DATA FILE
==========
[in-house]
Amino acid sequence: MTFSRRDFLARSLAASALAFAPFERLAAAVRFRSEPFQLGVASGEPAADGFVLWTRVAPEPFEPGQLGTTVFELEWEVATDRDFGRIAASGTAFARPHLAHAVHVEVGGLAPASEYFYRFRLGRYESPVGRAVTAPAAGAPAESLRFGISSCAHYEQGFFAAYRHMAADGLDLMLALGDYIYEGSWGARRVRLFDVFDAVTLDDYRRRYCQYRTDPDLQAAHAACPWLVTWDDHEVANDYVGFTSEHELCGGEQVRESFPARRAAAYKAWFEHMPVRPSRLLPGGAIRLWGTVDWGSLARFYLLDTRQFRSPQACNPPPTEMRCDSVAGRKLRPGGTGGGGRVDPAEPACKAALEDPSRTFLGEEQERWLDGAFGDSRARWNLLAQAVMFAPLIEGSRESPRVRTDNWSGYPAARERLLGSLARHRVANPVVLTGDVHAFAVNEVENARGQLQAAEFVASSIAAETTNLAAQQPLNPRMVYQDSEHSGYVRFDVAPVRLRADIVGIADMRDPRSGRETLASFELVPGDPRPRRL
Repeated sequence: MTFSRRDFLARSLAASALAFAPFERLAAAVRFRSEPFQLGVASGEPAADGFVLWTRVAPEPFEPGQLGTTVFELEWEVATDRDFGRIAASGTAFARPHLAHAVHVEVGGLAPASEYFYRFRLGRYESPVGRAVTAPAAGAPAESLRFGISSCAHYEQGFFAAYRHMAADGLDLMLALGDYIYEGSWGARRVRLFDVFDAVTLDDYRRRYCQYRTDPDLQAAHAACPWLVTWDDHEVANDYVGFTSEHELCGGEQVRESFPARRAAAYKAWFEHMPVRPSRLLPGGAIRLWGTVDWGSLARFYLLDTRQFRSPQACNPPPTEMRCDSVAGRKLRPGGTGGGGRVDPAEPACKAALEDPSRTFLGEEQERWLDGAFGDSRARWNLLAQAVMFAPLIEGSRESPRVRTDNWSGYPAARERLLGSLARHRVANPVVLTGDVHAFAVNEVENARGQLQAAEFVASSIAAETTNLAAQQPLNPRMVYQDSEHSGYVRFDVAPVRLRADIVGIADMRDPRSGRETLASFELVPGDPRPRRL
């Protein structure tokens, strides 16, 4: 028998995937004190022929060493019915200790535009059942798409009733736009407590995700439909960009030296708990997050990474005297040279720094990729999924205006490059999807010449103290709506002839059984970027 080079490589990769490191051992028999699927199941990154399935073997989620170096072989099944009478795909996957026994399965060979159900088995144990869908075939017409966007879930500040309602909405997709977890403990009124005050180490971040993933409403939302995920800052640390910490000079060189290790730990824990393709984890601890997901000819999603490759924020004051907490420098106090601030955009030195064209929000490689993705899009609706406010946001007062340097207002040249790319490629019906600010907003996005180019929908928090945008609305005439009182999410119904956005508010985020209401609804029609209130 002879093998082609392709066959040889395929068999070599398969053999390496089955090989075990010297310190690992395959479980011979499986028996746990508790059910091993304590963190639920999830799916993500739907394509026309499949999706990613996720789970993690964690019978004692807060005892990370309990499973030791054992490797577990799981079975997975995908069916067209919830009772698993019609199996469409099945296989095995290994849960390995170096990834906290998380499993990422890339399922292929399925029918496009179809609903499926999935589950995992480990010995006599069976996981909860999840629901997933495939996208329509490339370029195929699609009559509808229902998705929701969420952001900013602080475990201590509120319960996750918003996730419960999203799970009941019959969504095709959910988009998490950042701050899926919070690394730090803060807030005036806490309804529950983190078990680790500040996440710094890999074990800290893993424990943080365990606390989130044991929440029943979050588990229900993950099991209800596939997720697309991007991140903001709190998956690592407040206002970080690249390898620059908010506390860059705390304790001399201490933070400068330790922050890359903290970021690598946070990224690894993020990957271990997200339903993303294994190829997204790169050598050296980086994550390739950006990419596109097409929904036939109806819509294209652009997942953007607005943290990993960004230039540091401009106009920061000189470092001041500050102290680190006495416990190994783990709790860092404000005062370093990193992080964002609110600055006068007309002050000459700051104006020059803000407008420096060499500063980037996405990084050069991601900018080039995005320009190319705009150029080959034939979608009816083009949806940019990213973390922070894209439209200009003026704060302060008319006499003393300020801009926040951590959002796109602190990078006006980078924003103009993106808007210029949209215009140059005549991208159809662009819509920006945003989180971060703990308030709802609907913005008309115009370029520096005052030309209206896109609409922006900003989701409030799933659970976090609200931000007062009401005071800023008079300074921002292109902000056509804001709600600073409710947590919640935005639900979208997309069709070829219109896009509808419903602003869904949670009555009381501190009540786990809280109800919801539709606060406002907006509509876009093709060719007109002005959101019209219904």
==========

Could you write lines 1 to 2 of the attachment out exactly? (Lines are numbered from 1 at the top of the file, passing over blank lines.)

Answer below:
[in-house]
Amino acid sequence: MTFSRRDFLARSLAASALAFAPFERLAAAVRFRSEPFQLGVASGEPAADGFVLWTRVAPEPFEPGQLGTTVFELEWEVATDRDFGRIAASGTAFARPHLAHAVHVEVGGLAPASEYFYRFRLGRYESPVGRAVTAPAAGAPAESLRFGISSCAHYEQGFFAAYRHMAADGLDLMLALGDYIYEGSWGARRVRLFDVFDAVTLDDYRRRYCQYRTDPDLQAAHAACPWLVTWDDHEVANDYVGFTSEHELCGGEQVRESFPARRAAAYKAWFEHMPVRPSRLLPGGAIRLWGTVDWGSLARFYLLDTRQFRSPQACNPPPTEMRCDSVAGRKLRPGGTGGGGRVDPAEPACKAALEDPSRTFLGEEQERWLDGAFGDSRARWNLLAQAVMFAPLIEGSRESPRVRTDNWSGYPAARERLLGSLARHRVANPVVLTGDVHAFAVNEVENARGQLQAAEFVASSIAAETTNLAAQQPLNPRMVYQDSEHSGYVRFDVAPVRLRADIVGIADMRDPRSGRETLASFELVPGDPRPRRL